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From Weber to Kafka: Political Instability and the Rise of an Inefficient Bureaucracy

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  • Gratton, Gabriele
  • Guiso, Luigi
  • Michelacci, Claudio
  • Morelli, Massimo

Abstract

A well functioning bureaucracy can promote prosperity, as Max Weber maintained. But when bureaucracy gets jammed - a Kafkian situation - it causes stagnation. We propose a dynamic theory of the interaction between legislation and the efficiency of bureaucracy. When bureaucracy is inefficient, the effects of politicians' legislative acts are hard to assess. Incompetent politicians thus have strong incentives of passing laws to acquire the reputation of skillful reformers. But a plethora of often contradictory laws can itself lead to a collapse in bureaucratic efficiency. This interaction can spawn both Weberian and Kafkian steady states. A temporary surge in political instability, which increases the likelihood of a premature end of the legislature, exerts pressure for reforms, or results in the appointment of short-lived technocratic governments can determine a permanent shift towards the nightmare Kafkian steady state. The aggregate experience of Italy in its transition from the so-called First to the Second Republic fits the narrative of the model quite well. Using micro-data for Italian MPs, we also provide evidence consistent with the claim that when political instability is high, politicians signal their competence through legislative activism, which leads to the overproduction of laws and norms.

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  • Gratton, Gabriele & Guiso, Luigi & Michelacci, Claudio & Morelli, Massimo, 2017. "From Weber to Kafka: Political Instability and the Rise of an Inefficient Bureaucracy," CEPR Discussion Papers 12081, C.E.P.R. Discussion Papers.
  • Handle: RePEc:cpr:ceprdp:12081
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    References listed on IDEAS

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    1. Daniel Diermeier & Michael Keane & Antonio Merlo, 2005. "A Political Economy Model of Congressional Careers," American Economic Review, American Economic Association, vol. 95(1), pages 347-373, March.
    2. Elliott Ash & Massimo Morelli & Richard Van Weelden, 2015. "Election and Divisiveness: Theory and Evidence," Working Papers 542, IGIER (Innocenzo Gasparini Institute for Economic Research), Bocconi University.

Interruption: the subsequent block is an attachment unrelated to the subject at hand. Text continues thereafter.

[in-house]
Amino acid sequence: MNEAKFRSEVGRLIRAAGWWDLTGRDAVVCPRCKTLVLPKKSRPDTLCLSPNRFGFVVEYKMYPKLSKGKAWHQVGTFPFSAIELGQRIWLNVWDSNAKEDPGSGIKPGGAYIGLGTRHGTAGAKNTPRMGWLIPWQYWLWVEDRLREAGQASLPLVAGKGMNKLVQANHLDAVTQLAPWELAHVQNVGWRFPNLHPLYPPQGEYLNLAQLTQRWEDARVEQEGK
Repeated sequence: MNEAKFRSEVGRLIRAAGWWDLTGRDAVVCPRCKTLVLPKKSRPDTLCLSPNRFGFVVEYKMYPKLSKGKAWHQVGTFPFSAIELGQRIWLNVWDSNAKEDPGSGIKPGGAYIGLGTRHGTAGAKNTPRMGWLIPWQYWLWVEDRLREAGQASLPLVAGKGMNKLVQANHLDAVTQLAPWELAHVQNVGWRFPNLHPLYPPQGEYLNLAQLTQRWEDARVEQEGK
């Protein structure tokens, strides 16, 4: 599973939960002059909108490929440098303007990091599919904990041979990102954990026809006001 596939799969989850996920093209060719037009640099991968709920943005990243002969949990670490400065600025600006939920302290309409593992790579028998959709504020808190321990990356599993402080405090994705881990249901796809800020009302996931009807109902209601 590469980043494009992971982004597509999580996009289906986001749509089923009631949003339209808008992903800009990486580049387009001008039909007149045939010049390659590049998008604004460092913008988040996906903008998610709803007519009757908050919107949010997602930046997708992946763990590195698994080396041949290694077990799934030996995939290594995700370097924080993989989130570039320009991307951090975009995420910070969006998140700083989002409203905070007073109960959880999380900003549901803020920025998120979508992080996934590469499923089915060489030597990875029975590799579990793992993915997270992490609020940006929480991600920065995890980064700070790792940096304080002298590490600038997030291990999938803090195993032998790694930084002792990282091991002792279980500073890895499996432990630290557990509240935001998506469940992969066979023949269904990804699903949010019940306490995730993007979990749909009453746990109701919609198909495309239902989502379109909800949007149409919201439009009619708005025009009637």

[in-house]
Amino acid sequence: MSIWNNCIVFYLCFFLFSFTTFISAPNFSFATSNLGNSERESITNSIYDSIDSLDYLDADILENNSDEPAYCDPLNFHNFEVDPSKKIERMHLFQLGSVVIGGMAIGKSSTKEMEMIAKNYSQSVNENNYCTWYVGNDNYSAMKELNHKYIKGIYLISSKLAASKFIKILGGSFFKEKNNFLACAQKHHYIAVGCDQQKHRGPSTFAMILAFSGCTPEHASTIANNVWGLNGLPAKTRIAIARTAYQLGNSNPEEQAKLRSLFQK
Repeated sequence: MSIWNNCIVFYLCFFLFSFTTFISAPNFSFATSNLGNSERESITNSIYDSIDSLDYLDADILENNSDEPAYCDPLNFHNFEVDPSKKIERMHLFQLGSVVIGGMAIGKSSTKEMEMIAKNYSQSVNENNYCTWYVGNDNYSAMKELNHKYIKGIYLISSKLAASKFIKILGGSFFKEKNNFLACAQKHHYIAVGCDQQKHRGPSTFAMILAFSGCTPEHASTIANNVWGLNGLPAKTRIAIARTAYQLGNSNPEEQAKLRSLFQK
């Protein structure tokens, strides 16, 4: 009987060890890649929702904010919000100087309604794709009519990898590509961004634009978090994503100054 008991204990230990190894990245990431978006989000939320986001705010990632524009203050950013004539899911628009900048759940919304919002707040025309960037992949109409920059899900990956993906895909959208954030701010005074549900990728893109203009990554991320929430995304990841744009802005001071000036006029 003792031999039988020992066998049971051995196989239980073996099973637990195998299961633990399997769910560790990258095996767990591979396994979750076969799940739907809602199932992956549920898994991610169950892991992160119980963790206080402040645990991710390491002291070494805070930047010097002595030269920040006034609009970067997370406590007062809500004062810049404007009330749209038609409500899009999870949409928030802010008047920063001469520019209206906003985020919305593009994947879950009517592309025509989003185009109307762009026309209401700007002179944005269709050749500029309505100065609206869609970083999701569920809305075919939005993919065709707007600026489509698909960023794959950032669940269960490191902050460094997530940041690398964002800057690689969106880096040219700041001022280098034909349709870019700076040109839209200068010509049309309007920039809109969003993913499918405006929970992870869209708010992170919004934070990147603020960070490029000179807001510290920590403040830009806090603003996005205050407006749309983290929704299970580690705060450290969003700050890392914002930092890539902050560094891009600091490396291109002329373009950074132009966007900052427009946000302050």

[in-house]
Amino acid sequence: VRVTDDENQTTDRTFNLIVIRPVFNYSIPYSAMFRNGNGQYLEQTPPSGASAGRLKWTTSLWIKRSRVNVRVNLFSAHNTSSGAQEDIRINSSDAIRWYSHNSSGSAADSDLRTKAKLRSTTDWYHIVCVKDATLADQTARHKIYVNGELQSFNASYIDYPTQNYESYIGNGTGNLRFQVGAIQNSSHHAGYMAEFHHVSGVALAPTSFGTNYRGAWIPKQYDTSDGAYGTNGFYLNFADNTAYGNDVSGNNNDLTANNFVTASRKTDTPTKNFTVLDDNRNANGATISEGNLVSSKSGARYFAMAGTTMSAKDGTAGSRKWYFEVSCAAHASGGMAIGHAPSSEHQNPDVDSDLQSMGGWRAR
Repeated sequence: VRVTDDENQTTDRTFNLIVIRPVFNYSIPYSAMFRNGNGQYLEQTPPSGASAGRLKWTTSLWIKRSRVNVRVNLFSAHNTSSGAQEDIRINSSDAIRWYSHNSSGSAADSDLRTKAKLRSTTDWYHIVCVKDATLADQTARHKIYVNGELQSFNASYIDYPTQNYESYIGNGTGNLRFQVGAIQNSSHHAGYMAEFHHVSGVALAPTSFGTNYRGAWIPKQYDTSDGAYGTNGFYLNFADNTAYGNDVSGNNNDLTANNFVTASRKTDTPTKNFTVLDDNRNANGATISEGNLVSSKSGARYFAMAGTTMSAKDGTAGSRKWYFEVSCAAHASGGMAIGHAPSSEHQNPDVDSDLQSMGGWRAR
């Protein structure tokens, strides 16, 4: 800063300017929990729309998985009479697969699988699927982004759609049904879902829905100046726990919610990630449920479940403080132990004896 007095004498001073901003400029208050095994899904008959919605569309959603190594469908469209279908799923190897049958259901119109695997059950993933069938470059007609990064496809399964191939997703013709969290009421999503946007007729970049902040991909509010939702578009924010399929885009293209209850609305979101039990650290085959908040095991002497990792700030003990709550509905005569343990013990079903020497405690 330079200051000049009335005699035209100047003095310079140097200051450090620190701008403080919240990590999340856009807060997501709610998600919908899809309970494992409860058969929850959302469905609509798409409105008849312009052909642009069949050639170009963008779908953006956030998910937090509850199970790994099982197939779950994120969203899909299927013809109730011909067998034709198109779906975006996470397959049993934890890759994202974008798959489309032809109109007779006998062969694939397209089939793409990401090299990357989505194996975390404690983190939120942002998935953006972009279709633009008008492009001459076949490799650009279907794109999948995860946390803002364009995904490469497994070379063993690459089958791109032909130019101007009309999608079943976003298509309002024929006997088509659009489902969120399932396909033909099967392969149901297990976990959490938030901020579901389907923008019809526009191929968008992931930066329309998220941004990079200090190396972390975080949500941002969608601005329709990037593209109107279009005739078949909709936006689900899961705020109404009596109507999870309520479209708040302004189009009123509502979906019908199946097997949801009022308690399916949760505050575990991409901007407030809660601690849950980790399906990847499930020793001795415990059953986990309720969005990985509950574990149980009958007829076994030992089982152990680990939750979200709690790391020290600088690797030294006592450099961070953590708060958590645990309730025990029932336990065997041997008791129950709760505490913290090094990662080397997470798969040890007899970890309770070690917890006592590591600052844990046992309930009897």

3. Sascha O. Becker & Katrin Boeckh & Christa Hainz & Ludger Woessmann, 2016. "The Empire Is Dead, Long Live the Empire! Long‐Run Persistence of Trust and Corruption in the Bureaucracy," Economic Journal, Royal Economic Society, vol. 126(590), pages 40-74, February.
    4. Stefano Gagliarducci & Tommaso Nannicini, 2013. "Do Better Paid Politicians Perform Better? Disentangling Incentives From Selection," Journal of the European Economic Association, European Economic Association, vol. 11(2), pages 369-398, April.
    5. Craig Volden, 2002. "Delegating Power to Bureaucracies: Evidence from the States," Journal of Law, Economics, and Organization, Oxford University Press, vol. 18(1), pages 187-220, April.
    6. Thomas, Scott & Grofman, Bernard, 1993. "The Effects of Congressional Rules about Bill Cosponsorship on Duplicate Bills: Changing Incentives for Credit Claiming," Public Choice, Springer, vol. 75(1), pages 93-98, January.
    7. Massimo Morelli & Richard Van Weelden, 2013. "Ideology and information in policymaking," Journal of Theoretical Politics, , vol. 25(3), pages 412-439, July.
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    Cited by:

    1. Masuch, Klaus & Anderton, Robert & Setzer, Ralph & Benalal, Nicholai, 2018. "Structural policies in the euro area," Occasional Paper Series 210, European Central Bank.
    2. Margherita Negri, 2017. "Good Politicians' Distorted Incentives," Discussion Paper Series, School of Economics and Finance 201713, School of Economics and Finance, University of St Andrews.

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